Cooler Hands Help You Exercise More Consistently

A simple solution has been offered for helping obese women exercise longer and stay faithful to their workouts: cool palms.

Research scientist and exercise physiologist at Stanford University School of Medicine Stacy Sims ran this study and got some pretty amazing results. “If you think about adipose fat tissue, it’s a great insulator. For people who are obese, that means they often get too hot while exercising,” Sims said. Her goal was to see if cooling the palms of the women participating in the study would help them overcome fatigue and overheating while they were exercising. Professional athletes currently use the same palm cooling device that was used in the study. She chose to test this theory on obese women because she found they tend to abandon workouts due to overheating and fatigue.

Within the study, 24 women, ages 30 to 45 were evaluated. None of the participants had a history of long-term exercise and all of them were obese with a BMI between 30 and 35. The women were broken into two groups. Both groups used the cooling device, but only one group had cool water in their device. The other group’s devices held water that was body temperature. The groups did three exercise sessions per week for a total of 12 weeks. The sessions were broken down to include 10 minutes of body weight exercise, 25 to 45 minutes of walking on the treadmill while holding the cooling device followed by 10 minutes of core exercises. On the first and last day of the study there was a timed 1.5 mile walk. The group that used the devices with cool water managed to trim over five minutes off their time for the 1.5 mile walk, took more than two inches off their waist and lowered their blood pressure.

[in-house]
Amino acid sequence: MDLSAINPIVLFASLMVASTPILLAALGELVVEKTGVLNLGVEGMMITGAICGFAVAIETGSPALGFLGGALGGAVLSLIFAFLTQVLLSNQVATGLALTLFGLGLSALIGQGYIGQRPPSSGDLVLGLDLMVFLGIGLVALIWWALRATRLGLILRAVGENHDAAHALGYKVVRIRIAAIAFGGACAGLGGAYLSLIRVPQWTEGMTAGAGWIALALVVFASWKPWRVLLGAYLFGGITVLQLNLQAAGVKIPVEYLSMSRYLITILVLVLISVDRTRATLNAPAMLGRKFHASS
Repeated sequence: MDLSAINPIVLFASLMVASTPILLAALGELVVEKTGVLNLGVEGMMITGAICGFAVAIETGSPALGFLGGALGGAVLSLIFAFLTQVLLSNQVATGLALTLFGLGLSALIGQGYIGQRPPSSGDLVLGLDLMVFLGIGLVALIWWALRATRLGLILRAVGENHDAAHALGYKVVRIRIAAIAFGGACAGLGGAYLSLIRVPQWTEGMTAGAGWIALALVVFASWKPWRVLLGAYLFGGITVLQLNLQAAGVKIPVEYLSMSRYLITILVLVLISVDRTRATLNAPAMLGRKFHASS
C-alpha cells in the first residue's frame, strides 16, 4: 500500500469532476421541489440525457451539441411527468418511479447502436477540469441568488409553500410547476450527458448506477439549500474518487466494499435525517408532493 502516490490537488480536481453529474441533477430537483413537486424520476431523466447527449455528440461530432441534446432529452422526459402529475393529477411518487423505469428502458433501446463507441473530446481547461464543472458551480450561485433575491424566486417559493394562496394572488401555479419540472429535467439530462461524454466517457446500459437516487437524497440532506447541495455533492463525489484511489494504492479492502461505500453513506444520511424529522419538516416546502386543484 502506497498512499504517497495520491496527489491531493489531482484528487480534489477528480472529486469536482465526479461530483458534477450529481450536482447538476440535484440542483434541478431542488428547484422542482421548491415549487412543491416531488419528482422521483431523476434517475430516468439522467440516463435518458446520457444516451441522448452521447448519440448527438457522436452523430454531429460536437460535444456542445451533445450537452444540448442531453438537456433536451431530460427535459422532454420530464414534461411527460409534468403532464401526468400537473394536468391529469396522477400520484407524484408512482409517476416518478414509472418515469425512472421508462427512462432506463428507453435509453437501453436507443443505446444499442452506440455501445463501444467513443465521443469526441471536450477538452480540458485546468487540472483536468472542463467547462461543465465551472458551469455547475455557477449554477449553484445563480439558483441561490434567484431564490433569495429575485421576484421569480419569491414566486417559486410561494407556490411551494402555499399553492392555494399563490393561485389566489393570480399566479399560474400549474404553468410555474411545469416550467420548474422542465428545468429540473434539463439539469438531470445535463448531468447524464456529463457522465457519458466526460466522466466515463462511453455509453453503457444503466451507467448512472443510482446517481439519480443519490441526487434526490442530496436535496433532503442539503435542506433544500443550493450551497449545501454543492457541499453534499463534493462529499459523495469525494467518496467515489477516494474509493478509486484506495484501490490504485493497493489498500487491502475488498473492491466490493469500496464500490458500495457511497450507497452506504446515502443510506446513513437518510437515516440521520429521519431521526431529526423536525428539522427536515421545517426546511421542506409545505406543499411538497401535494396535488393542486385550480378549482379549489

Surprisingly, the group that had body temperature water in their cooling devices didn’t show any substantial changes in any of the measures. Another observation for the study is that the group with the cool water stuck with the program more.

“The controls dropped out early, and skipped a lot of sessions,” Sims noted. Sims does want to extend the study to more women but it’s simple to replicate the process without buying extra equipment. Simply freeze two bottles filled with water and hold them while working out. A simple solution like this could go a long way toward encouraging obese women, or all women, to stick with their workouts which can aid in weight loss.

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